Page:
Doing It Because You Want To – Day 5 – Jennifer Osborne

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An image from my series PUBLIC Parts, a personal project that explores ambiguous forms of sexuality. Here, a Cuban and an Italian tourist play with each other on the beaches of Cojimar, just outside Havana. (Jennifer Osborne)

I want to leave this week long blog off by saying that as a photographer, there is nothing more important than doing work for you, work that you want to do. It is fine to get assignments, and commercial jobs here and there, and it’s really great to get published, especially when you have a full-page spread, or multiple pages at that… But something about photography always leaves me understanding that things are ephemeral, temporary, transient etc… People will always forget that 6 page spread, or that exhibition from a year ago… This is why it is important to have your own projects to work on – projects that make you as the photographer gratified. I think it is important to do meaningful work because it will always be there for you, even when the jobs aren’t.

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An image from my series PUBLIC Parts, a personal project that explores ambiguous forms of sexuality. These two boys lay next to each other at 3am on a week night. (Jennifer Osborne)

I read a great quote by Lauren Greenfield, who is a big influence of mine, and she said, “it is a privilege to do this work (to be a photographer)”, and what she essentially meant is that it is not a right. So, I am under the strong belief that, if it allows you to make more meaningful work, it is better to get a part-time job than to try and get tons of hideous corporate headshot or wedding photo gigs. Those things are great for money and supporting fine art or documentary work, but the hazard is that they can possibly contaminate your flavour for picking up the camera to make beautiful work.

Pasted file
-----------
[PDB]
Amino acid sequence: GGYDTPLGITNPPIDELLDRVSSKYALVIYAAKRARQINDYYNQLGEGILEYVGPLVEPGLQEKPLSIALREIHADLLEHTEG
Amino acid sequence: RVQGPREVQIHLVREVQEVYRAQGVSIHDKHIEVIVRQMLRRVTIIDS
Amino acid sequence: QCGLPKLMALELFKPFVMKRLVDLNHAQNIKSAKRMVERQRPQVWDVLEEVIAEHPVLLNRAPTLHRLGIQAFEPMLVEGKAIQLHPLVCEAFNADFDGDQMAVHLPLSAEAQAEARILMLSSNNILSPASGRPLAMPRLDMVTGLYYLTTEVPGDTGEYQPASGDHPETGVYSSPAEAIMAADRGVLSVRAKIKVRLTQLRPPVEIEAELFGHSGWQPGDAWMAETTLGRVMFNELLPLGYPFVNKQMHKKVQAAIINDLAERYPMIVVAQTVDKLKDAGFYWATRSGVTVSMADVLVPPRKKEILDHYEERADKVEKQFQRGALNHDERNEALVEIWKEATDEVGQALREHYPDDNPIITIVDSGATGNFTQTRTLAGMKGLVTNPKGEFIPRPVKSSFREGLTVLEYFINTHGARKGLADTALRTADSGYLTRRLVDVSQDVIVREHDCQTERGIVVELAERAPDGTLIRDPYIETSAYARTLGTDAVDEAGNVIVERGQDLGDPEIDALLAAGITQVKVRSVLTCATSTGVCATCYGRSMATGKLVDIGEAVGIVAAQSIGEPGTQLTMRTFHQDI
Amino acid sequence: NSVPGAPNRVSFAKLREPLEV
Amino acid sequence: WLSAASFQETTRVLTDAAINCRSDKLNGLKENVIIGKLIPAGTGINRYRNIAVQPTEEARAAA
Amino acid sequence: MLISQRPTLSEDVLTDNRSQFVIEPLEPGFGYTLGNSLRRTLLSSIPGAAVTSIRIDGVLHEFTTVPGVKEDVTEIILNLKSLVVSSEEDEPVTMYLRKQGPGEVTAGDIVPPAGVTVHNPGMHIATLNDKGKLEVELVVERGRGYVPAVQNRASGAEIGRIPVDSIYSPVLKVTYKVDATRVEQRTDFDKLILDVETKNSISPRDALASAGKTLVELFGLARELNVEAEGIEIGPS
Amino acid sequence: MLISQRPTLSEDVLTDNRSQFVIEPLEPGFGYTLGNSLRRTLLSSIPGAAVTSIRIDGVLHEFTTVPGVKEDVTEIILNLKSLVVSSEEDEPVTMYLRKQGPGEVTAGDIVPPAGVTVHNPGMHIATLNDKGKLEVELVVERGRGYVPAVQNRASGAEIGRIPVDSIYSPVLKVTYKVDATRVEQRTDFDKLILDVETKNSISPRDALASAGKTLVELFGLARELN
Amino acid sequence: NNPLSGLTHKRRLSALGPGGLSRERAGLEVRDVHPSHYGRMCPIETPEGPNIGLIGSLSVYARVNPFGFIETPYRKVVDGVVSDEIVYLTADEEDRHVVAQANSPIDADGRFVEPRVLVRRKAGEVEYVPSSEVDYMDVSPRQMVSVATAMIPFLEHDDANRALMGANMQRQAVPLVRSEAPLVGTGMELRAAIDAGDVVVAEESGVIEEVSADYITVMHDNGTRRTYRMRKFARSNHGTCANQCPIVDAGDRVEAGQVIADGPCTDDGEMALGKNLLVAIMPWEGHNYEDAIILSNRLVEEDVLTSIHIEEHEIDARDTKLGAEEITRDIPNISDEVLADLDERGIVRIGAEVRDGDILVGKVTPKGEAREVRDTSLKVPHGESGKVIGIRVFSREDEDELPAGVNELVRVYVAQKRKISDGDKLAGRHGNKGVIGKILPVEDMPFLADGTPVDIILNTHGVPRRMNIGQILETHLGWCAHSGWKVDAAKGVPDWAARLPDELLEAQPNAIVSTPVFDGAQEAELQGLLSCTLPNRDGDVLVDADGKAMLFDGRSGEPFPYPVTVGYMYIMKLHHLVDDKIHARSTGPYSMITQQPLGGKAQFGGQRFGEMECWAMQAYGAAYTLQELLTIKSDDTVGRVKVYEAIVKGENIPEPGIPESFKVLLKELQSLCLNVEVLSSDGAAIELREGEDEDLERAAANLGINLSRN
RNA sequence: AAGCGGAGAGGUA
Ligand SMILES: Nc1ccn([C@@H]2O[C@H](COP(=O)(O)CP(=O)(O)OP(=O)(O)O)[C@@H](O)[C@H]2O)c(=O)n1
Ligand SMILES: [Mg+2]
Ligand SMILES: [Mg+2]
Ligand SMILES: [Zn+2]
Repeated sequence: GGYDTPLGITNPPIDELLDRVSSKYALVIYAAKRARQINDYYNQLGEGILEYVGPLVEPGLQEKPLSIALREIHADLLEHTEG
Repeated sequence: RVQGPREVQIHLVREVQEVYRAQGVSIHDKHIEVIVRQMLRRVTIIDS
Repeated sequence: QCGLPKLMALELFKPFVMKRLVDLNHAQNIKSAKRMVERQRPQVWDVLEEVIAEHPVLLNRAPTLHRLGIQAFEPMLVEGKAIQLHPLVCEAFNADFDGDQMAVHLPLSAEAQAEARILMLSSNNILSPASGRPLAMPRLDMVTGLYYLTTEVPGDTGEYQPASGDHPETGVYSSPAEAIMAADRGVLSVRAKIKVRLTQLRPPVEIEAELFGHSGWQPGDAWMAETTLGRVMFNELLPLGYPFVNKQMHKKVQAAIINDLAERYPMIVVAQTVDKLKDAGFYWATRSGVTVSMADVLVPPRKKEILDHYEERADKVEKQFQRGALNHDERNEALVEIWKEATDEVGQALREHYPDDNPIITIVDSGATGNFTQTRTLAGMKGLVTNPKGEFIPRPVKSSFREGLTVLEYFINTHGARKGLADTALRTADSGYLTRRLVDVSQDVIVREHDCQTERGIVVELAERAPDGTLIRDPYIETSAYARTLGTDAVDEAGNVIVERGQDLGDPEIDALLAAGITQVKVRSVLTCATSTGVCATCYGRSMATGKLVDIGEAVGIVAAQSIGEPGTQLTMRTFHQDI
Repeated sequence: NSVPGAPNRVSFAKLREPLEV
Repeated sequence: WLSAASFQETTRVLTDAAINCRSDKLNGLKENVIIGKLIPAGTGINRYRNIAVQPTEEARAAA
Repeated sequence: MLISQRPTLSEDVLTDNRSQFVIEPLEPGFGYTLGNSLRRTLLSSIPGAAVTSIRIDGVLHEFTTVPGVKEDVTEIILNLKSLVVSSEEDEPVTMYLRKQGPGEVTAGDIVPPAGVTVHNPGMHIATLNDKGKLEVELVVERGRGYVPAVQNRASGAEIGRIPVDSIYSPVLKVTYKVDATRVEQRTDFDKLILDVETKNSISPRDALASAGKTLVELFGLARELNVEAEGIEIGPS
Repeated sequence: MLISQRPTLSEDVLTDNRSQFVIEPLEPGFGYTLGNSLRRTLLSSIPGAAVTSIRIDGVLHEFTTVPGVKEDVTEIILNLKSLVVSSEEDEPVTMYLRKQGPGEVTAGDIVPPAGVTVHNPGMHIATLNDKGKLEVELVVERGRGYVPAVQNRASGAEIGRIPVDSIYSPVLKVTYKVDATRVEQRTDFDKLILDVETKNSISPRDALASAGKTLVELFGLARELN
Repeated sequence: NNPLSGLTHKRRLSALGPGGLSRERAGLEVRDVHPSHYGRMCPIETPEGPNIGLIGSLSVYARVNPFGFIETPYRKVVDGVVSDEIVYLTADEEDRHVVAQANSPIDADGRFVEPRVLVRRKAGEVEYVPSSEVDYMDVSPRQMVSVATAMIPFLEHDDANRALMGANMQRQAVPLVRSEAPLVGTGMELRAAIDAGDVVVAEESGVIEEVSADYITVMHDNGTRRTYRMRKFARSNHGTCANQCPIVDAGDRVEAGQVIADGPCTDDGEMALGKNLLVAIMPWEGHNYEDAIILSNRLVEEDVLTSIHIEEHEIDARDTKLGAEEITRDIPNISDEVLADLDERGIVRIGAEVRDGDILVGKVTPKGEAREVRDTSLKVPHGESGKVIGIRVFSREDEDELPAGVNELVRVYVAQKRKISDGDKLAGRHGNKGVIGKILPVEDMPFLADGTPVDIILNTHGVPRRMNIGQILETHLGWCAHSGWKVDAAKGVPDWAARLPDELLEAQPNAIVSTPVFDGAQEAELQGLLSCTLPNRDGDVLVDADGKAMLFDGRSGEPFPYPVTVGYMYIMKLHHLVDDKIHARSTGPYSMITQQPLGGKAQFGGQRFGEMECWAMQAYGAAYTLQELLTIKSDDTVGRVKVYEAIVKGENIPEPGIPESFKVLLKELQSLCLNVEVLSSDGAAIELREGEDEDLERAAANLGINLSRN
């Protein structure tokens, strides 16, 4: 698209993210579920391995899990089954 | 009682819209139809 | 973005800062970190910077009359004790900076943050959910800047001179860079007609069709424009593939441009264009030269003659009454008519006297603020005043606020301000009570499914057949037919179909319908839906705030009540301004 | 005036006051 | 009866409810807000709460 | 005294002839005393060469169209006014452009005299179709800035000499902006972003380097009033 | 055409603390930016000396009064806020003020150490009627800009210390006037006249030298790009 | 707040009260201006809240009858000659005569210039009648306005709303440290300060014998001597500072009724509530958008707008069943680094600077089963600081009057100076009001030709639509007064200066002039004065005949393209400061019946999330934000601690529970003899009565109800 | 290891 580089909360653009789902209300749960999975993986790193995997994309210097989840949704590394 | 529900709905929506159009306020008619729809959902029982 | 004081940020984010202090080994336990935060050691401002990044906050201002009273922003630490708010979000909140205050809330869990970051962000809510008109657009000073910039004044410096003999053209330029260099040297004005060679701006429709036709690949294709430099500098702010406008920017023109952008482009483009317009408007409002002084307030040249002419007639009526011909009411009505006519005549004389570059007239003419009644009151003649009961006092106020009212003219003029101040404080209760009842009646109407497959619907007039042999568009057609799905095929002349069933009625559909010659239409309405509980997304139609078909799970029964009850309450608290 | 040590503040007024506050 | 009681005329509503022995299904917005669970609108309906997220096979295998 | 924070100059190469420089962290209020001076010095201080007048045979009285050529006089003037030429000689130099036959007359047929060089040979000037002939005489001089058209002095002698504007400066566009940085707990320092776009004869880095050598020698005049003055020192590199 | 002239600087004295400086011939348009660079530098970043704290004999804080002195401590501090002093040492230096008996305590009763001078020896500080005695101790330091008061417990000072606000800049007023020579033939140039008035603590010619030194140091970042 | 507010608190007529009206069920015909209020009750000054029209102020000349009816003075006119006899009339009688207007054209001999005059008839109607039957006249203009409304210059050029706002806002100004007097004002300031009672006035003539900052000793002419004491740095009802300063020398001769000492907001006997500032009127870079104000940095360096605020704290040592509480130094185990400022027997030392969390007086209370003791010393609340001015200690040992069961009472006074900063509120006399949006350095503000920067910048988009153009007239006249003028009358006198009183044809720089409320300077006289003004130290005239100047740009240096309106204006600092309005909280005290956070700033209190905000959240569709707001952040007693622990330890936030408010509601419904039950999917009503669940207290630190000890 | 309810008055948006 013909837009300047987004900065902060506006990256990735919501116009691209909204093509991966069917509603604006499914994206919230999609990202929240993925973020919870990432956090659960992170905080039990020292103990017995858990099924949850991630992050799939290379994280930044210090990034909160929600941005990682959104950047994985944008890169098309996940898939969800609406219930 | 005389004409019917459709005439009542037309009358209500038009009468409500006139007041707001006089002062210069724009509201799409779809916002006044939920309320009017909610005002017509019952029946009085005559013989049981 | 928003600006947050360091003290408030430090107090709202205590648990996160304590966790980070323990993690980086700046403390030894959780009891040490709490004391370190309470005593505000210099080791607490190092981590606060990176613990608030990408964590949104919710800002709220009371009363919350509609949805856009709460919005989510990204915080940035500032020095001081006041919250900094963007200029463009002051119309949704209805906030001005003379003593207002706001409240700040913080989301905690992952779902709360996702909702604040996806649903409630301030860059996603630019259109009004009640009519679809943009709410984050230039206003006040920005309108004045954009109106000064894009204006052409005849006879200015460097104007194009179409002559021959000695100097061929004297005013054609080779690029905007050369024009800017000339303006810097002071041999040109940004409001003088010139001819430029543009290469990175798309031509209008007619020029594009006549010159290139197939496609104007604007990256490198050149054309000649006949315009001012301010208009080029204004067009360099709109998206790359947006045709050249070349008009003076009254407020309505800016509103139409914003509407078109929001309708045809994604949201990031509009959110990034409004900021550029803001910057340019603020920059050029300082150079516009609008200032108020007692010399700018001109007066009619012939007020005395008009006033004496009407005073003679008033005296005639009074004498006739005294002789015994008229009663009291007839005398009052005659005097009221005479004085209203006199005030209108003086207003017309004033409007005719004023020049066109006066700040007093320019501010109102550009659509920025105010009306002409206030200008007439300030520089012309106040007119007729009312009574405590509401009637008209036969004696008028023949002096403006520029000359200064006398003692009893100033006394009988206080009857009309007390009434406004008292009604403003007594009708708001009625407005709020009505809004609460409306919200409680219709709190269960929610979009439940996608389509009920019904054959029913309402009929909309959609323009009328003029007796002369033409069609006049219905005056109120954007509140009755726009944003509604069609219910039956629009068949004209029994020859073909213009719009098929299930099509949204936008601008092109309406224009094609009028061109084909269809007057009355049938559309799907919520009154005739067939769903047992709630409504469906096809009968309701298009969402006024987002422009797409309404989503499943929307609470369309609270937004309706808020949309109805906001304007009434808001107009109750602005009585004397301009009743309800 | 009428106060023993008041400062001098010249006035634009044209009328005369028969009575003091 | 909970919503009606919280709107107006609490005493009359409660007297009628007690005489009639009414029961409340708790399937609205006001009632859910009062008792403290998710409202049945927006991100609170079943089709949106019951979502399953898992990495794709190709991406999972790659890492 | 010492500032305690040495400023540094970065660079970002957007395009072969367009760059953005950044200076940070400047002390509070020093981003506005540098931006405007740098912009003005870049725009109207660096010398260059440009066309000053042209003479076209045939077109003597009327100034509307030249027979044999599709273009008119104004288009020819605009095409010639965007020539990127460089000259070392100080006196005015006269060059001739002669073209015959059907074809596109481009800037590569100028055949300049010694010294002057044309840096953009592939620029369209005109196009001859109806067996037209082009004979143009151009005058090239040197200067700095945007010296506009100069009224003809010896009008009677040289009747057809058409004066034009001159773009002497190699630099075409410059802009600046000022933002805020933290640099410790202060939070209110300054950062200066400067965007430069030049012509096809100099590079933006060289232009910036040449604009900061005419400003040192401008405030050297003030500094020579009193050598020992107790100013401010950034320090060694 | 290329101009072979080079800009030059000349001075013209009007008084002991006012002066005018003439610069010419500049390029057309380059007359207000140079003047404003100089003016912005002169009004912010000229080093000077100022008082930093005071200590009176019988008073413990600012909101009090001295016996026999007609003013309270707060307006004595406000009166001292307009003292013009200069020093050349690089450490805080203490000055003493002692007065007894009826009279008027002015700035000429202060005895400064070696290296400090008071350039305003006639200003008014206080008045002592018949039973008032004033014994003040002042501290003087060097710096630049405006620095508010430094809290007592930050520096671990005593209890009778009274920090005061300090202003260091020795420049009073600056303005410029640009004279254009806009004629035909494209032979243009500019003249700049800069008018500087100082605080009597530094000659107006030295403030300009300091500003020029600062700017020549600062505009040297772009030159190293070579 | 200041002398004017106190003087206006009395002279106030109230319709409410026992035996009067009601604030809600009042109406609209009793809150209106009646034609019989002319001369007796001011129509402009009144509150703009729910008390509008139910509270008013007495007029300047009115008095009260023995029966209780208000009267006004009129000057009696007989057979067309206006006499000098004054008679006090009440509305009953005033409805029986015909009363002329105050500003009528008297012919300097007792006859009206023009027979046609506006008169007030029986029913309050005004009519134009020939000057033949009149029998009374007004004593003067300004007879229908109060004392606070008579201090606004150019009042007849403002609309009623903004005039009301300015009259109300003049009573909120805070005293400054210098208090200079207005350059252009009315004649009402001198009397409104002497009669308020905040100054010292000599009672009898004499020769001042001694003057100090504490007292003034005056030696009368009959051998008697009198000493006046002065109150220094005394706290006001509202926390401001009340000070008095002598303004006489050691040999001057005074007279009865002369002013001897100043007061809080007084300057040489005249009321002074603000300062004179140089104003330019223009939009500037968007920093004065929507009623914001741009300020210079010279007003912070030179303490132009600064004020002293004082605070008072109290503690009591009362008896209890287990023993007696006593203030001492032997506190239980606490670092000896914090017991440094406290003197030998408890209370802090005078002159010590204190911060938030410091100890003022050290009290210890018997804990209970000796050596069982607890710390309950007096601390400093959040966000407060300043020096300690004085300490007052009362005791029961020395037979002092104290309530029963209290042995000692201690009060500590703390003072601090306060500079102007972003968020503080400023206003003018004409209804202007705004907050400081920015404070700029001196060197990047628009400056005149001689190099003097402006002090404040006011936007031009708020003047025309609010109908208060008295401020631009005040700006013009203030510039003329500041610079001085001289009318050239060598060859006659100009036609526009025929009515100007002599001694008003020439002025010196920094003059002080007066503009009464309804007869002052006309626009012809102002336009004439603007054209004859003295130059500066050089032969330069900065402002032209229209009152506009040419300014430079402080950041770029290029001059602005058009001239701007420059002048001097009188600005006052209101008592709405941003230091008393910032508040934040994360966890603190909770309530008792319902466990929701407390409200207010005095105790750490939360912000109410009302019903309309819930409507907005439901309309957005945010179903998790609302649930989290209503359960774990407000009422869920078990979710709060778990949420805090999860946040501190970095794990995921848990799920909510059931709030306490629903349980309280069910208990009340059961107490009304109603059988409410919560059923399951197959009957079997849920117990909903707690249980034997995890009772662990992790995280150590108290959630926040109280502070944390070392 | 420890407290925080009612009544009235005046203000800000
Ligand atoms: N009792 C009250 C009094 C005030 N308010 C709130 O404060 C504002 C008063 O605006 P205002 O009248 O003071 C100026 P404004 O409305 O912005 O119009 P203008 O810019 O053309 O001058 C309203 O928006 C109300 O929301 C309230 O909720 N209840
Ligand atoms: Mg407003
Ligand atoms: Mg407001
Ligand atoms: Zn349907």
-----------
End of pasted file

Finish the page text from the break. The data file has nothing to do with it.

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An image from my series PUBLIC Parts, a personal project that explores ambiguous forms of sexuality. Here, two boys at an internet addicts’ recovery camp hold each other. (Jennifer Osborne)

I myself have a part-time job; it involves working with mentally ill and drug-addicted people in Canada’s poorest postal code. It is sometimes stressful work, but it has allowed me to achieve important relationships with people who are helping me access the content I would like to deal with in my projects. It also provides a deeper understanding for my subjects. In all honesty, I would much rather earn money in this environment, than via shooting flimsy (content wise) weddings or headshots. But that is just my preference.

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An image from my series PUBLIC Parts, a personal project that explores ambiguous forms of sexuality. (Jennifer Osborne)

There is also this thing about maintaining integrity and representing yourself in a way that you want to be perceived by the world, as a photographer. I don’t want people to consider me as a ‘wedding’ or ‘family portrait’ photographer, so I don’t advertise or use my energy towards getting that kind of work. I shoot what I want, and sometimes I get money for doing that – but not always. Also, shooting the things you want will inherently allow you to be employed on cooler projects because the big boss will see that you have a vision, that you see the world in a certain way. And this is appealing. And sometimes I loose interest and I don’t want to shoot at all, but I always seem to come back to it, and I always come back with something new to the way I approach things. So it is important to keep in mind, things require some distance to remain fresh sometimes.

XXX,
Jen Osborne

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An image from my series PUBLIC Parts, a personal project that explores ambiguous forms of sexuality. (Jennifer Osborne)

Jen Osborne is a freelance photographer. She has worked with COLORS Magazine and United COLORS of Benetton, Vanity Fair Italy, DIESEL U-Music, Maisonneuve Magazine, The Walrus (Online), and other notable publications. She recently exhibited at the Museum de l’Elysee in Switzerland as part of the ReGeneration2 project and was included in the 2010 Flash Forward book publication. Jen was recently nominated for PDN 30, a 2010 National Magazine Award, and the Joop Swart Masterclass while residing in Vancouver, Canada.

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